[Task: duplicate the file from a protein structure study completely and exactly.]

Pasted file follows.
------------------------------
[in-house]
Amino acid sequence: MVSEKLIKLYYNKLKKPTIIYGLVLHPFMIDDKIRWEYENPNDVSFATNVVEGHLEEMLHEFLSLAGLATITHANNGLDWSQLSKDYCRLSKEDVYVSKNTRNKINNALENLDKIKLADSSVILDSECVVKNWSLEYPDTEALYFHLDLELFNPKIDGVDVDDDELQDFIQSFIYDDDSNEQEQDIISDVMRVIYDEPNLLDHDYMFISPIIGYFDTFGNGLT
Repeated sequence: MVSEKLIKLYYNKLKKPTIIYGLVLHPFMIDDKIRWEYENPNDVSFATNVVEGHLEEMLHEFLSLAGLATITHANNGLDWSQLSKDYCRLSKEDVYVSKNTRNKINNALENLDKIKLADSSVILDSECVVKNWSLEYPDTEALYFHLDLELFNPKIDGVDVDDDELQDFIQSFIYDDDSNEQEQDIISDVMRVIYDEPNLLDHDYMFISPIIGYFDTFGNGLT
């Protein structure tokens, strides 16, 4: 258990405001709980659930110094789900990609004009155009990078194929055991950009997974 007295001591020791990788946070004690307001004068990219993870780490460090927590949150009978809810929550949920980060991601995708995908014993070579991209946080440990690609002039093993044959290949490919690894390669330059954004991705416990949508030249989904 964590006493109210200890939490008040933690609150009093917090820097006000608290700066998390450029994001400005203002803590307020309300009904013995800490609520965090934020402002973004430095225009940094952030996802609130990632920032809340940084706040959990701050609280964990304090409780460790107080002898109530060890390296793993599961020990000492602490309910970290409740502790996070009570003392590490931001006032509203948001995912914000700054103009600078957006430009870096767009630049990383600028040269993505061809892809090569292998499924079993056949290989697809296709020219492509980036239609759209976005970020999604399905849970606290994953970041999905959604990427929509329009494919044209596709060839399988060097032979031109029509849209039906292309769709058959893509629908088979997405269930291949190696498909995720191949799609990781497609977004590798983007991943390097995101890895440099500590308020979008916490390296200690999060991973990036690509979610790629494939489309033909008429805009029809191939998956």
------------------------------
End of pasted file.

[in-house]
Amino acid sequence: MVSEKLIKLYYNKLKKPTIIYGLVLHPFMIDDKIRWEYENPNDVSFATNVVEGHLEEMLHEFLSLAGLATITHANNGLDWSQLSKDYCRLSKEDVYVSKNTRNKINNALENLDKIKLADSSVILDSECVVKNWSLEYPDTEALYFHLDLELFNPKIDGVDVDDDELQDFIQSFIYDDDSNEQEQDIISDVMRVIYDEPNLLDHDYMFISPIIGYFDTFGNGLT
Repeated sequence: MVSEKLIKLYYNKLKKPTIIYGLVLHPFMIDDKIRWEYENPNDVSFATNVVEGHLEEMLHEFLSLAGLATITHANNGLDWSQLSKDYCRLSKEDVYVSKNTRNKINNALENLDKIKLADSSVILDSECVVKNWSLEYPDTEALYFHLDLELFNPKIDGVDVDDDELQDFIQSFIYDDDSNEQEQDIISDVMRVIYDEPNLLDHDYMFISPIIGYFDTFGNGLT
């Protein structure tokens, strides 16, 4: 258990405001709980659930110094789900990609004009155009990078194929055991950009997974 007295001591020791990788946070004690307001004068990219993870780490460090927590949150009978809810929550949920980060991601995708995908014993070579991209946080440990690609002039093993044959290949490919690894390669330059954004991705416990949508030249989904 964590006493109210200890939490008040933690609150009093917090820097006000608290700066998390450029994001400005203002803590307020309300009904013995800490609520965090934020402002973004430095225009940094952030996802609130990632920032809340940084706040959990701050609280964990304090409780460790107080002898109530060890390296793993599961020990000492602490309910970290409740502790996070009570003392590490931001006032509203948001995912914000700054103009600078957006430009870096767009630049990383600028040269993505061809892809090569292998499924079993056949290989697809296709020219492509980036239609759209976005970020999604399905849970606290994953970041999905959604990427929509329009494919044209596709060839399988060097032979031109029509849209039906292309769709058959893509629908088979997405269930291949190696498909995720191949799609990781497609977004590798983007991943390097995101890895440099500590308020979008916490390296200690999060991973990036690509979610790629494939489309033909008429805009029809191939998956």